Surrender of income due to recovery of documents during survey can not be said to be voluntarily. ITAT upheld penalty u/s 271(1)(c)
ABCAUS Case Law Citation
ABCAUS 3472 (2021) (03) ITAT
Important case law relied referred:
MAK Data (P) Ltd. v. CIT (2013) 358 ITR 593(SC)
Samson Maritime Ltd.  88 taxmann.com 671 (Bombay)
Gangotri Textiles Ltd.  121 taxmann.com 171 (Madras)
CIT vs. Manjunatha Cotton & Ginning Factory, 359 ITR 565 (Kar)
Sudhir Kumar Singh and others vs. State of UP
SSA Emrald Meadows, 73 Taxman 248 (SC)
Sundaram Finance Lt. vs. ACIT, 93 tamann.com 250 (Madras)
Sandeep Chandak, 93 taxman.com 405
In the instant case, the Revenue had challenged the order passed by the CIT(A) in deleting the penalty u/s 271(1)(c) of the Income Tax Act, 1961 (the Act).
A survey action u/s 133A was carried out at the business premises of the assessee. During the course of survey, loose papers and other documents were found which were impounded and inventorized.
The assessee, when confronted with the documents so found and impounded, in his statement recorded surrendered income stating that he was doing so to avoid litigation, to buy peace of mind and have a cooperation with the department
Based on this statement, during the assessment proceedings, the assessee was asked to explain the source of income not declared in the return for the relevant assessment year.
The assessee against stated during the course of survey, he had offered income for taxation just to avoid litigation, to buy peace and have a cooperation with the department with the condition that no penal action may kindly be taken.
However, in the assessment order, the Assessing Officer (AO) initiated penalty u/s. 271(1)(c) of the Act.
The CIT(A) deleted the said penalty.
Before the Tribunal, the assessee submitted that penalty order was required to be set aside not only on the ground mentioned by the CIT(A), but also on account of fact that in all the notices sent there were no specific charge of penalty i.e. without striking of the not applicable limb of the penalty.
The Department submitted that the finding recorded by the CIT(A) that no document, no cash no stock or incriminating material was found during the survey, was incorrect and was contrary to the categorical finding recorded in the assessment order.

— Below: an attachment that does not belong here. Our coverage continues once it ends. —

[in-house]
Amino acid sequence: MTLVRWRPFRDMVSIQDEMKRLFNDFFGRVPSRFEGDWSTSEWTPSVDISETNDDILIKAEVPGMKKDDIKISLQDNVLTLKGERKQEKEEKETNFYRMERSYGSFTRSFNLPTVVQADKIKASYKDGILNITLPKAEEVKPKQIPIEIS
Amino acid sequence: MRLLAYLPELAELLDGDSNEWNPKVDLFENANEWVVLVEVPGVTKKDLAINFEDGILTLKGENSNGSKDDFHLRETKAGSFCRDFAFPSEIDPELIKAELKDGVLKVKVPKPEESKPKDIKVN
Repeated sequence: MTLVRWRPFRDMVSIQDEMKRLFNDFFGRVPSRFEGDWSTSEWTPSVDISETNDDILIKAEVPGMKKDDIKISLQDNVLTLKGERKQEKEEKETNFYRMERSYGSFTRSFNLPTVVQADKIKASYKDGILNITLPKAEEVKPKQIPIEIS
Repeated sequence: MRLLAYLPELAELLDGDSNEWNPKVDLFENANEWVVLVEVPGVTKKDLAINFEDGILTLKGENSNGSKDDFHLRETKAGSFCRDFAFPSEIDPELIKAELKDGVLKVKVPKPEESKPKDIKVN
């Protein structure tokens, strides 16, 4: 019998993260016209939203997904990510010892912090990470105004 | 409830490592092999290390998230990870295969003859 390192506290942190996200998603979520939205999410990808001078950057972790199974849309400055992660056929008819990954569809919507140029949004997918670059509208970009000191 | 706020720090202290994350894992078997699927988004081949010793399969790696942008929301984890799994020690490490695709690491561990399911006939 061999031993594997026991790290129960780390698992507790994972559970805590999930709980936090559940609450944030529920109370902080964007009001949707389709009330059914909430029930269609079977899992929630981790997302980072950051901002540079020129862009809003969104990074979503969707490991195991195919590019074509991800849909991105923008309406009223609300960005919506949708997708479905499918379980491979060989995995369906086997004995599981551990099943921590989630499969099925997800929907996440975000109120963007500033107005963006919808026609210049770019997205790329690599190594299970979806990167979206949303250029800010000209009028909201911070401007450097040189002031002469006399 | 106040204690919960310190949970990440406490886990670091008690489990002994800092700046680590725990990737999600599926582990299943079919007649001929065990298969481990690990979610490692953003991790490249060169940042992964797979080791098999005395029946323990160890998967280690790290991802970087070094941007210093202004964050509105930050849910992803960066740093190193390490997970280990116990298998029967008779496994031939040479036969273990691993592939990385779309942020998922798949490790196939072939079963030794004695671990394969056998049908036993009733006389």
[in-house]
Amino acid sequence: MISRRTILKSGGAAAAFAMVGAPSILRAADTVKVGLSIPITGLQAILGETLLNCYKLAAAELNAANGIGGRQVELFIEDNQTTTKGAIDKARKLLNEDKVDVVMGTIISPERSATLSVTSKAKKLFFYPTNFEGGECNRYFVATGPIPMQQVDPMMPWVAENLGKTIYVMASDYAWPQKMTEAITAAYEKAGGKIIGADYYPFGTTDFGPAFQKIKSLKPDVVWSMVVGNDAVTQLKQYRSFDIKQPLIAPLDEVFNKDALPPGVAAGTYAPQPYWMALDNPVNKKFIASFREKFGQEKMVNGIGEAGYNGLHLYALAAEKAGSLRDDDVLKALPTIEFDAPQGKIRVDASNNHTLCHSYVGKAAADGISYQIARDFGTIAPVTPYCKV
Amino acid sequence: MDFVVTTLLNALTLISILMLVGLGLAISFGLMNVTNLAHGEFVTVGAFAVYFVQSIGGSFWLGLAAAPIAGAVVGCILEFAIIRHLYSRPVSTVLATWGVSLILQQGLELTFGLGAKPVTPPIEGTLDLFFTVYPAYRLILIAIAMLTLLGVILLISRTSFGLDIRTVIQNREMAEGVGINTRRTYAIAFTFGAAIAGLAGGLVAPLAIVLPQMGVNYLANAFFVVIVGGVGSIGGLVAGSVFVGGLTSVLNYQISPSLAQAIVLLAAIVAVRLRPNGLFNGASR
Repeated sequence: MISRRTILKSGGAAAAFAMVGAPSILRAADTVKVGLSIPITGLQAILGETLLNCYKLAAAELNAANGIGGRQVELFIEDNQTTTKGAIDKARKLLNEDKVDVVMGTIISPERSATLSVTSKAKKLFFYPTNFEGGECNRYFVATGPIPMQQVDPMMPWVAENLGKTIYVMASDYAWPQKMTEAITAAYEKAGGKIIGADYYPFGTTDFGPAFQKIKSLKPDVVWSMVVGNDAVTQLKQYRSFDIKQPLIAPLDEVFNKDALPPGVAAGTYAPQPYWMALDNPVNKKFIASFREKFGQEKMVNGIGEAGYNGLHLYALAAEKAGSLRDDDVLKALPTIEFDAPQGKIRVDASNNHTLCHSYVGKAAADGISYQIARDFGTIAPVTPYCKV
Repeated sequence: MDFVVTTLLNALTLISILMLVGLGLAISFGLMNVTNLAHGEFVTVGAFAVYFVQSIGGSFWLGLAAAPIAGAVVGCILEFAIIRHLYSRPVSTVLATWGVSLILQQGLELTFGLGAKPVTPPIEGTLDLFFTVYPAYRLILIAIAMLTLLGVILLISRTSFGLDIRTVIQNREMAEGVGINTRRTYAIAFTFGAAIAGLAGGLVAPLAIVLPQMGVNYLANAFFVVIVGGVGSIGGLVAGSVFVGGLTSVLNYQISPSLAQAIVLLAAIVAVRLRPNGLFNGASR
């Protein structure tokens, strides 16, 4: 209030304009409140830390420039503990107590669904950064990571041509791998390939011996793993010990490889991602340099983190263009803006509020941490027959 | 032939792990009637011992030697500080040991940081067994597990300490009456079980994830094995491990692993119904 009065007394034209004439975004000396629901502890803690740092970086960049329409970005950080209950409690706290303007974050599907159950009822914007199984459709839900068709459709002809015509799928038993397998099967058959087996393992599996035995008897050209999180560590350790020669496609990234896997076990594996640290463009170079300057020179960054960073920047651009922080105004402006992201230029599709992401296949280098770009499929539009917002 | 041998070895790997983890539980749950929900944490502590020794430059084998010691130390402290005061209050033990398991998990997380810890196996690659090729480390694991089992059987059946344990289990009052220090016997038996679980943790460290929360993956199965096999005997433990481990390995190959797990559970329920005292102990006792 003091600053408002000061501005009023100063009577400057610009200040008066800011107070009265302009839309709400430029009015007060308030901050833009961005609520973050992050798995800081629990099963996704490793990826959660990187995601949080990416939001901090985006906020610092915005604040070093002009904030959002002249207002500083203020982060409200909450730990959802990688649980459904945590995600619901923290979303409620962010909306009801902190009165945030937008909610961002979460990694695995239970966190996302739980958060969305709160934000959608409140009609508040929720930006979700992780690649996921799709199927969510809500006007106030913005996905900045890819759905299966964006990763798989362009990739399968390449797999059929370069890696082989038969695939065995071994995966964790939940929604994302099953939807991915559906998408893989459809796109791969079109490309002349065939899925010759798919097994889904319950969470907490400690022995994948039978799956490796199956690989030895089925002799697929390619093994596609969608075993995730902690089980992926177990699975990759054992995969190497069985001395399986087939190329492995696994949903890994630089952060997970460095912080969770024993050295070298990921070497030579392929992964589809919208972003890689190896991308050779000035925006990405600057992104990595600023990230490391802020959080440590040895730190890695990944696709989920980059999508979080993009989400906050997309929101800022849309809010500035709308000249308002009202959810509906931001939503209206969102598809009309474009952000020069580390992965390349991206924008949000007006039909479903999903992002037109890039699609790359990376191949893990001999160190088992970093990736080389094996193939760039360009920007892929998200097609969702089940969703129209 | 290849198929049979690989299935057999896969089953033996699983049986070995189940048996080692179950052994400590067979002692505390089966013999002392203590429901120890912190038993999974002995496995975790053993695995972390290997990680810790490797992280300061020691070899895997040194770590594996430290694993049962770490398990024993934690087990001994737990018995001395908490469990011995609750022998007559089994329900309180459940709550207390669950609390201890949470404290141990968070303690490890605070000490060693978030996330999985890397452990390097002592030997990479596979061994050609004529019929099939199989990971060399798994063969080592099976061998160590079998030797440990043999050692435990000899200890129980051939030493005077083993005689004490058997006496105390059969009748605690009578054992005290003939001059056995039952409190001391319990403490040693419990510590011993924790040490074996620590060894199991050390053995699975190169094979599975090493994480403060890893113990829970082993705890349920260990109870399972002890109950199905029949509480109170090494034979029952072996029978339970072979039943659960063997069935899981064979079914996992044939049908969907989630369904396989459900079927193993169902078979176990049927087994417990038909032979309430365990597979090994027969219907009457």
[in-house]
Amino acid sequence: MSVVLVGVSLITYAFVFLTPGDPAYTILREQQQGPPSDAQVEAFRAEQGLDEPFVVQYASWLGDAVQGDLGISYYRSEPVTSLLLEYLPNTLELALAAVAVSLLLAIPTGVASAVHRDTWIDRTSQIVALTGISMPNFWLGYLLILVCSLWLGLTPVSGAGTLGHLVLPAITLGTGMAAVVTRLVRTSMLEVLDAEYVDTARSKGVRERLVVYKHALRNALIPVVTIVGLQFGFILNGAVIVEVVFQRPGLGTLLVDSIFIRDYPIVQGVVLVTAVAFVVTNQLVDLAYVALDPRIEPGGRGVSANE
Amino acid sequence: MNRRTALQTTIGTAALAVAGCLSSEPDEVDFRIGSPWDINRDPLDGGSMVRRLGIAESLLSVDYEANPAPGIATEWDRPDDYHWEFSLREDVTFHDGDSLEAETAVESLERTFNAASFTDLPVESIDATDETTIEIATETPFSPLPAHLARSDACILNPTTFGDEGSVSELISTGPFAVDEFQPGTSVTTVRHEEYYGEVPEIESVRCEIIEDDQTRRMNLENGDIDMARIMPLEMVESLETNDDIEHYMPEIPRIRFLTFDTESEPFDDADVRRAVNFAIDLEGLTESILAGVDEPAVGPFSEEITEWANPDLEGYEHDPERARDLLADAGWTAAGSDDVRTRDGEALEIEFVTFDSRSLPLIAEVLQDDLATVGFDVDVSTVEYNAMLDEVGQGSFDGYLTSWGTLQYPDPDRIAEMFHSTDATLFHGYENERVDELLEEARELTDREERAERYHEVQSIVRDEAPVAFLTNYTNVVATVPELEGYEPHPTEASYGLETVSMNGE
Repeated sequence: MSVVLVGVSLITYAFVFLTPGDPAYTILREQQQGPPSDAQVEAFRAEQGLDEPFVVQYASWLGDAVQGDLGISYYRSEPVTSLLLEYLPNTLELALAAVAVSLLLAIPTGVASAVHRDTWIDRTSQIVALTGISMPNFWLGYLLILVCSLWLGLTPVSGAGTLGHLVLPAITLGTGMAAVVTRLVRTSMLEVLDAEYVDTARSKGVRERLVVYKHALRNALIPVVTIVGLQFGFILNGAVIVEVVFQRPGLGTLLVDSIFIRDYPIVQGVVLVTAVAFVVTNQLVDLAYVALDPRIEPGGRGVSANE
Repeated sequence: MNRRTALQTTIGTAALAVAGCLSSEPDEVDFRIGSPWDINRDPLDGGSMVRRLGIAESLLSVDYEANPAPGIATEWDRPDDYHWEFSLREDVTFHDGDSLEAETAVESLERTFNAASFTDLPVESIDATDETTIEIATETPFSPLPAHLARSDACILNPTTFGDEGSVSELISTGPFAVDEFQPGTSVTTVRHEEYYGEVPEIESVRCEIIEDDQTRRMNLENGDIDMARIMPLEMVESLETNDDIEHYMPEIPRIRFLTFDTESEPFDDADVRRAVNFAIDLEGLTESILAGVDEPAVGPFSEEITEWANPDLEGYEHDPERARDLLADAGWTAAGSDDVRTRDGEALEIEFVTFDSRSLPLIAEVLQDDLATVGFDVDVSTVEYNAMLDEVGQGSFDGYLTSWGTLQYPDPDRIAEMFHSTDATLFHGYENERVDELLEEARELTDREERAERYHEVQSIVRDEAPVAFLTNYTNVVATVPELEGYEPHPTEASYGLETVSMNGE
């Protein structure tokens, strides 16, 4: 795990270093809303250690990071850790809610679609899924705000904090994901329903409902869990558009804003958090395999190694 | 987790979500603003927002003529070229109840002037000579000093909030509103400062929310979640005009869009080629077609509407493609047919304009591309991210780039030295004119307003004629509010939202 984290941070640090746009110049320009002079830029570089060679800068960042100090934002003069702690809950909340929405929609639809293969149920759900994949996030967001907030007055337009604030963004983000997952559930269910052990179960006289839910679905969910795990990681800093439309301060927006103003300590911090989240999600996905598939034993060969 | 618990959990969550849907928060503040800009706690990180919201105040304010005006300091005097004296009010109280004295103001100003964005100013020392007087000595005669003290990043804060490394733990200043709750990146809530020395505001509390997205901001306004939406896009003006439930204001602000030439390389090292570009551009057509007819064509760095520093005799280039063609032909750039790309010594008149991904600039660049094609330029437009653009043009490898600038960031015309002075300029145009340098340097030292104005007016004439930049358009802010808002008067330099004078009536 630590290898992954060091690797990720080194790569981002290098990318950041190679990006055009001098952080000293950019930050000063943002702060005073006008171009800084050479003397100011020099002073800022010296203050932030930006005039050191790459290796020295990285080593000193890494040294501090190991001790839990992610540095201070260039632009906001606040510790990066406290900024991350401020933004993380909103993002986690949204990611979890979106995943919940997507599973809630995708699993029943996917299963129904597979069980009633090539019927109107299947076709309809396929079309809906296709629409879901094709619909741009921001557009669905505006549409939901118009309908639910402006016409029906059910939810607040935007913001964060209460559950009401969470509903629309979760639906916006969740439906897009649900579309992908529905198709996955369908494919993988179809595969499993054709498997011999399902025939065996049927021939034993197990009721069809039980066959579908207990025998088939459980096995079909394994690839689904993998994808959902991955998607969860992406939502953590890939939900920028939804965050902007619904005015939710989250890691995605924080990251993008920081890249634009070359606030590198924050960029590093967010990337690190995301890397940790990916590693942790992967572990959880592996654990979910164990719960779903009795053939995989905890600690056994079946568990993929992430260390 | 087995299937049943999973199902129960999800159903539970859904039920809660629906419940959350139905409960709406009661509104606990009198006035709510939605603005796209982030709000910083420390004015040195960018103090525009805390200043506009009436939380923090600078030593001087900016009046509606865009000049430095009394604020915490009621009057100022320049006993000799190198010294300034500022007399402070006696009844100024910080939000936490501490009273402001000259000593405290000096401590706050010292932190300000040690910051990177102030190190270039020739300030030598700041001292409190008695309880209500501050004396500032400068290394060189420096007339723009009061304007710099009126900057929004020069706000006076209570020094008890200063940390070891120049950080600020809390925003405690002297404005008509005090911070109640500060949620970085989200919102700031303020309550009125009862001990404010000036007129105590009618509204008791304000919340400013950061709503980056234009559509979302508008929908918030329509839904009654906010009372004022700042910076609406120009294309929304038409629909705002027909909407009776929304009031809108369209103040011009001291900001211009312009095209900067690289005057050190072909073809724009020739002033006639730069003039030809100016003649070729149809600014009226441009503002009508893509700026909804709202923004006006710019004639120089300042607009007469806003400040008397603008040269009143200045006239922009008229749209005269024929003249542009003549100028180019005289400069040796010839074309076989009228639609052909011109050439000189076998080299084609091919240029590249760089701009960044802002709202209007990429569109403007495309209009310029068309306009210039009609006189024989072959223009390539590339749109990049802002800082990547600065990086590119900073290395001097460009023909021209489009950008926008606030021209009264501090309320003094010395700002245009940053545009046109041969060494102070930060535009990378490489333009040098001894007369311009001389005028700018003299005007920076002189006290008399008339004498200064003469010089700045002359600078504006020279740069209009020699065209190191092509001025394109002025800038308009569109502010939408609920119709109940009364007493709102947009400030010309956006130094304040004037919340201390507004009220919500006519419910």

It was also stated that no prejudice was caused to the assessee as the assessee had not only participated in the penalty proceedings, but was aware of the fact as was clear from the reply submitted by the assessee.
With respect to the non-specific charge in the penalty notice u/s 274 the Tribunal stated that the assessee was well aware of the charge against it and was required to plead not only the plea of non-specific notice but was also required to raise the defense of prejudice caused to him on account of non-specific notice.
The Tribunal opined that the assessee had not raised the plea of non-specific notice before the lower authorities and had further not raised the plea of prejudice caused to him on account of non-specific notice.
The Tribunal pointed out that though the judgement relied upon by the assessee provides that in case of non-specific notice, the penalty proceedings are required to be dropped. However, Hon’ble Supreme Court in a subsequent judgement had laid down that it is not only necessary for the assessee to raise the plea of violation of principle of natural justice but it is also necessary to prove and plead the prejudice caused to him on account of non-compliance of principle of natural justice as in the present case of non-specific notice. Nothing has been pleaded before us or before the lower authorities to prove the prejudice caused to the assessee on account of non-specific notice.
The Tribunal held that there was no merit in the contention of the assessee and therefore the cross objections filed by the assessee was dismissed as no prejudice had been caused to the assessee.
The Tribunal further noted that it was clear that the assessee had surrendered the income during the course of survey but not disclosed the said income in the return of income. In the assessment proceeding the assessee, by the written submission the assessee agreed for the surrender and submitted that it was done only to avoid litigation and to buy peace.
The Tribunal opined that initial surrender made by the assessee was on account of recovery of loose papers, hard disk and other documents showing the undisclosed income and investment by the assessee, his daughter and son. It was not voluntary but it was on account of the recovery of the said documents made during survey.
The Tribunal opined that from the conduct of the assessee it was clear that the surrender was lacking voluntariness. The assessee was forced to disclose the income on account of survey and subsequent show cause notice issued by the assessing officer.
Accordingly, the Tribunal set aside the order passed by the CIT (appeals) and the order of the assessing officer imposing the penalty was confirmed.
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